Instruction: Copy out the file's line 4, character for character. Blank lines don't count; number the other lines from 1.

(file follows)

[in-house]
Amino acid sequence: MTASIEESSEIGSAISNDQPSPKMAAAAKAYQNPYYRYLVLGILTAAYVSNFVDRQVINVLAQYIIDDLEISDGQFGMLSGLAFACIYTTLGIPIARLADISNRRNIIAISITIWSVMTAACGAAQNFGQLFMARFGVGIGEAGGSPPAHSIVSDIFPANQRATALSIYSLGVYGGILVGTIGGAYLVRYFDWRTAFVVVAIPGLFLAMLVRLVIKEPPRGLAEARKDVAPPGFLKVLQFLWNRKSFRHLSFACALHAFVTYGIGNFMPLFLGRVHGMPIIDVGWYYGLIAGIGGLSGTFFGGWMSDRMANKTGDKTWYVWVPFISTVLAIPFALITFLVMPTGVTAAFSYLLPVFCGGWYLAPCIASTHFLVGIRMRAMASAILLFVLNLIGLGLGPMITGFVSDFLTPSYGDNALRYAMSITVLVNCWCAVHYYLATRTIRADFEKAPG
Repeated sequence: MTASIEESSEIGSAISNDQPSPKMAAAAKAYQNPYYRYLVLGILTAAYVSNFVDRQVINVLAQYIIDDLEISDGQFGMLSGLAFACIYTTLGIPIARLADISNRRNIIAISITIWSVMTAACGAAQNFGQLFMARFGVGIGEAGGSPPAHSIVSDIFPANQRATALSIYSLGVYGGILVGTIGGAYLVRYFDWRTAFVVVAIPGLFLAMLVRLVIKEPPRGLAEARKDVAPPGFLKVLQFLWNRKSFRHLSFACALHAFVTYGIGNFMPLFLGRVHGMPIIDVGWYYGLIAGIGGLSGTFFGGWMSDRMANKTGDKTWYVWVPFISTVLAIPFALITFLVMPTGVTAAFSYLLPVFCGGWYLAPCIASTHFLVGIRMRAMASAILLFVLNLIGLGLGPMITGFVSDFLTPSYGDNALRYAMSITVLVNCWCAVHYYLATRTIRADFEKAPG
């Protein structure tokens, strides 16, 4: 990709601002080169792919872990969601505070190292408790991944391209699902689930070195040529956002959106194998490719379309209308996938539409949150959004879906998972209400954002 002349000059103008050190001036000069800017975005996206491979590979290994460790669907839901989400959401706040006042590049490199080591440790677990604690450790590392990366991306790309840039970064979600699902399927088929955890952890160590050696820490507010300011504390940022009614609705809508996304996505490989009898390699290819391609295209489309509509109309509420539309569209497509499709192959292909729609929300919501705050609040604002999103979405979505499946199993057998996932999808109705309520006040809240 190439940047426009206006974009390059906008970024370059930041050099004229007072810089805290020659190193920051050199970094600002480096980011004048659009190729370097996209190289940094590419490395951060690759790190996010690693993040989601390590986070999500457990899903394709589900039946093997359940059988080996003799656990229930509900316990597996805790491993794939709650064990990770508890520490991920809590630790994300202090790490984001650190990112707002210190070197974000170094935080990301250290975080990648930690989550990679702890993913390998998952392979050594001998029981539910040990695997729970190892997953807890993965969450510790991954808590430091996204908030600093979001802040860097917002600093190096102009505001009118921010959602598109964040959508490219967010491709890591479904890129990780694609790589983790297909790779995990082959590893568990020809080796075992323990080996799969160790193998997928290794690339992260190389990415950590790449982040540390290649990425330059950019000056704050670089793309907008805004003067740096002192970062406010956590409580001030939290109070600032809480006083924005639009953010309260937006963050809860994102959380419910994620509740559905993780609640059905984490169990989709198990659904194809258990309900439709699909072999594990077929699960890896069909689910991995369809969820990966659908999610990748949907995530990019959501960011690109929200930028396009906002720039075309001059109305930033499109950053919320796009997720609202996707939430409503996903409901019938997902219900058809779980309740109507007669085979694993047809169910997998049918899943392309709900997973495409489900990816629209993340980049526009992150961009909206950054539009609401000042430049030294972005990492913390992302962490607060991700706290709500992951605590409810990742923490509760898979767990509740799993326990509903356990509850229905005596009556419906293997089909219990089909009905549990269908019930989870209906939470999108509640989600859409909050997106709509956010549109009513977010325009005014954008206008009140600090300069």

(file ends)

């Protein structure tokens, strides 16, 4: 990709601002080169792919872990969601505070190292408790991944391209699902689930070195040529956002959106194998490719379309209308996938539409949150959004879906998972209400954002 002349000059103008050190001036000069800017975005996206491979590979290994460790669907839901989400959401706040006042590049490199080591440790677990604690450790590392990366991306790309840039970064979600699902399927088929955890952890160590050696820490507010300011504390940022009614609705809508996304996505490989009898390699290819391609295209489309509509109309509420539309569209497509499709192959292909729609929300919501705050609040604002999103979405979505499946199993057998996932999808109705309520006040809240 190439940047426009206006974009390059906008970024370059930041050099004229007072810089805290020659190193920051050199970094600002480096980011004048659009190729370097996209190289940094590419490395951060690759790190996010690693993040989601390590986070999500457990899903394709589900039946093997359940059988080996003799656990229930509900316990597996805790491993794939709650064990990770508890520490991920809590630790994300202090790490984001650190990112707002210190070197974000170094935080990301250290975080990648930690989550990679702890993913390998998952392979050594001998029981539910040990695997729970190892997953807890993965969450510790991954808590430091996204908030600093979001802040860097917002600093190096102009505001009118921010959602598109964040959508490219967010491709890591479904890129990780694609790589983790297909790779995990082959590893568990020809080796075992323990080996799969160790193998997928290794690339992260190389990415950590790449982040540390290649990425330059950019000056704050670089793309907008805004003067740096002192970062406010956590409580001030939290109070600032809480006083924005639009953010309260937006963050809860994102959380419910994620509740559905993780609640059905984490169990989709198990659904194809258990309900439709699909072999594990077929699960890896069909689910991995369809969820990966659908999610990748949907995530990019959501960011690109929200930028396009906002720039075309001059109305930033499109950053919320796009997720609202996707939430409503996903409901019938997902219900058809779980309740109507007669085979694993047809169910997998049918899943392309709900997973495409489900990816629209993340980049526009992150961009909206950054539009609401000042430049030294972005990492913390992302962490607060991700706290709500992951605590409810990742923490509760898979767990509740799993326990509903356990509850229905005596009556419906293997089909219990089909009905549990269908019930989870209906939470999108509640989600859409909050997106709509956010549109009513977010325009005014954008206008009140600090300069």